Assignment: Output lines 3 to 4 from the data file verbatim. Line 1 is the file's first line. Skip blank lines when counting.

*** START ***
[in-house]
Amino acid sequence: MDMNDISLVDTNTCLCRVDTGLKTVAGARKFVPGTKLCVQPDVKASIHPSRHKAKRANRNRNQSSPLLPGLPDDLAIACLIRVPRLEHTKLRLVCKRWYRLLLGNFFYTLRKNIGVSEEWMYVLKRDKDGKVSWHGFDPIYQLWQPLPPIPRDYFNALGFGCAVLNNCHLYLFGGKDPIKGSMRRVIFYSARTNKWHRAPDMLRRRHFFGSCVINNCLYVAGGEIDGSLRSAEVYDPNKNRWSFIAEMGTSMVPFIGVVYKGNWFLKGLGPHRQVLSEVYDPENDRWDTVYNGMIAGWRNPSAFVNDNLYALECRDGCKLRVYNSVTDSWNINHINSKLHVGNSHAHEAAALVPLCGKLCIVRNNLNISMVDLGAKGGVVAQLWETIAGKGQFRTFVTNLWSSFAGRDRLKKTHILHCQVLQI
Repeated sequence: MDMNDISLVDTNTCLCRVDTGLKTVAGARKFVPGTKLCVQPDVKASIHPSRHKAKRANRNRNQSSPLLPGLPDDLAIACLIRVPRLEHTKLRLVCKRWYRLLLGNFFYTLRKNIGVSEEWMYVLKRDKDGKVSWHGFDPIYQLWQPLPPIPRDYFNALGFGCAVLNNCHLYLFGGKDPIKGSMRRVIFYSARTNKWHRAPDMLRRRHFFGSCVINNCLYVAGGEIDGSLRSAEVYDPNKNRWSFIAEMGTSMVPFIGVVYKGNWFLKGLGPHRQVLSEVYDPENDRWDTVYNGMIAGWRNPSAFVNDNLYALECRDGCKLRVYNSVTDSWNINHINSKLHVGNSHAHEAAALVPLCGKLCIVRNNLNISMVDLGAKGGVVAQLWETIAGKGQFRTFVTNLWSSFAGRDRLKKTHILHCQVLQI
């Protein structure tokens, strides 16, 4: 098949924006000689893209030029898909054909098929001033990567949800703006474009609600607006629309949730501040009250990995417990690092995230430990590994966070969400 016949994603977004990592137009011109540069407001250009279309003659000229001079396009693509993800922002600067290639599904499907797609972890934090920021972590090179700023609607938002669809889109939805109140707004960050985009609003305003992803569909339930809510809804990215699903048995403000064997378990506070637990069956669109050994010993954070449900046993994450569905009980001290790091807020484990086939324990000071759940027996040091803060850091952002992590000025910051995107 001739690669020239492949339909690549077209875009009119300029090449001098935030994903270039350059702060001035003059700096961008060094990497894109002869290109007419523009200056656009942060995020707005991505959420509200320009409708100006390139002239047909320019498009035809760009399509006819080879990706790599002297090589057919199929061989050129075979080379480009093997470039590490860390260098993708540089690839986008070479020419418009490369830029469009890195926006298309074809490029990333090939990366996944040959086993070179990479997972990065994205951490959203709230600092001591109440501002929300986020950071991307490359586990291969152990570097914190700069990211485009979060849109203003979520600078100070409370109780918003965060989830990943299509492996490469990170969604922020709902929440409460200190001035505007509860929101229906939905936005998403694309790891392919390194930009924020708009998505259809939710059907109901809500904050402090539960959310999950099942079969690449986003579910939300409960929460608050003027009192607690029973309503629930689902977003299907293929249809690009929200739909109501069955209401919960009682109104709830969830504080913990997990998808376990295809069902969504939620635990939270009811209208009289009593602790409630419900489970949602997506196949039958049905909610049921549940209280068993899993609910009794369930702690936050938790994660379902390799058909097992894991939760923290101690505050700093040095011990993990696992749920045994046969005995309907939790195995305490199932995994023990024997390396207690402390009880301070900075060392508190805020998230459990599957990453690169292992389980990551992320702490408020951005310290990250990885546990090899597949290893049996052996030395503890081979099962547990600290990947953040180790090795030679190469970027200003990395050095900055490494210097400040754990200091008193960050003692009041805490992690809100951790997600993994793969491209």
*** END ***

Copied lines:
Repeated sequence: MDMNDISLVDTNTCLCRVDTGLKTVAGARKFVPGTKLCVQPDVKASIHPSRHKAKRANRNRNQSSPLLPGLPDDLAIACLIRVPRLEHTKLRLVCKRWYRLLLGNFFYTLRKNIGVSEEWMYVLKRDKDGKVSWHGFDPIYQLWQPLPPIPRDYFNALGFGCAVLNNCHLYLFGGKDPIKGSMRRVIFYSARTNKWHRAPDMLRRRHFFGSCVINNCLYVAGGEIDGSLRSAEVYDPNKNRWSFIAEMGTSMVPFIGVVYKGNWFLKGLGPHRQVLSEVYDPENDRWDTVYNGMIAGWRNPSAFVNDNLYALECRDGCKLRVYNSVTDSWNINHINSKLHVGNSHAHEAAALVPLCGKLCIVRNNLNISMVDLGAKGGVVAQLWETIAGKGQFRTFVTNLWSSFAGRDRLKKTHILHCQVLQI
């Protein structure tokens, strides 16, 4: 098949924006000689893209030029898909054909098929001033990567949800703006474009609600607006629309949730501040009250990995417990690092995230430990590994966070969400 016949994603977004990592137009011109540069407001250009279309003659000229001079396009693509993800922002600067290639599904499907797609972890934090920021972590090179700023609607938002669809889109939805109140707004960050985009609003305003992803569909339930809510809804990215699903048995403000064997378990506070637990069956669109050994010993954070449900046993994450569905009980001290790091807020484990086939324990000071759940027996040091803060850091952002992590000025910051995107 001739690669020239492949339909690549077209875009009119300029090449001098935030994903270039350059702060001035003059700096961008060094990497894109002869290109007419523009200056656009942060995020707005991505959420509200320009409708100006390139002239047909320019498009035809760009399509006819080879990706790599002297090589057919199929061989050129075979080379480009093997470039590490860390260098993708540089690839986008070479020419418009490369830029469009890195926006298309074809490029990333090939990366996944040959086993070179990479997972990065994205951490959203709230600092001591109440501002929300986020950071991307490359586990291969152990570097914190700069990211485009979060849109203003979520600078100070409370109780918003965060989830990943299509492996490469990170969604922020709902929440409460200190001035505007509860929101229906939905936005998403694309790891392919390194930009924020708009998505259809939710059907109901809500904050402090539960959310999950099942079969690449986003579910939300409960929460608050003027009192607690029973309503629930689902977003299907293929249809690009929200739909109501069955209401919960009682109104709830969830504080913990997990998808376990295809069902969504939620635990939270009811209208009289009593602790409630419900489970949602997506196949039958049905909610049921549940209280068993899993609910009794369930702690936050938790994660379902390799058909097992894991939760923290101690505050700093040095011990993990696992749920045994046969005995309907939790195995305490199932995994023990024997390396207690402390009880301070900075060392508190805020998230459990599957990453690169292992389980990551992320702490408020951005310290990250990885546990090899597949290893049996052996030395503890081979099962547990600290990947953040180790090795030679190469970027200003990395050095900055490494210097400040754990200091008193960050003692009041805490992690809100951790997600993994793969491209």